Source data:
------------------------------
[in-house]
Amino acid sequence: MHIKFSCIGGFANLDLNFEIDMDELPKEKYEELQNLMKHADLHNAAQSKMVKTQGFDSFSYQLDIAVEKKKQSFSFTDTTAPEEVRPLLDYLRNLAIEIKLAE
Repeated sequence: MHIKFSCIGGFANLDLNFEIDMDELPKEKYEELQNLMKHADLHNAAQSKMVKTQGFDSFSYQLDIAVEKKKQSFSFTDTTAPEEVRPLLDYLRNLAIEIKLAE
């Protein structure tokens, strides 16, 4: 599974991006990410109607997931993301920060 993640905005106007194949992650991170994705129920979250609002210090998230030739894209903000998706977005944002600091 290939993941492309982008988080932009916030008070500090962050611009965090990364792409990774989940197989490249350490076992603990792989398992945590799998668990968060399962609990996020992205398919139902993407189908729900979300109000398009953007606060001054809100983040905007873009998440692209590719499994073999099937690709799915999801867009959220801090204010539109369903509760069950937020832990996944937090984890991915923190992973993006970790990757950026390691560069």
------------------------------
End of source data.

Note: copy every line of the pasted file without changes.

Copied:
[in-house]
Amino acid sequence: MHIKFSCIGGFANLDLNFEIDMDELPKEKYEELQNLMKHADLHNAAQSKMVKTQGFDSFSYQLDIAVEKKKQSFSFTDTTAPEEVRPLLDYLRNLAIEIKLAE
Repeated sequence: MHIKFSCIGGFANLDLNFEIDMDELPKEKYEELQNLMKHADLHNAAQSKMVKTQGFDSFSYQLDIAVEKKKQSFSFTDTTAPEEVRPLLDYLRNLAIEIKLAE
């Protein structure tokens, strides 16, 4: 599974991006990410109607997931993301920060 993640905005106007194949992650991170994705129920979250609002210090998230030739894209903000998706977005944002600091 290939993941492309982008988080932009916030008070500090962050611009965090990364792409990774989940197989490249350490076992603990792989398992945590799998668990968060399962609990996020992205398919139902993407189908729900979300109000398009953007606060001054809100983040905007873009998440692209590719499994073999099937690709799915999801867009959220801090204010539109369903509760069950937020832990996944937090984890991915923190992973993006970790990757950026390691560069």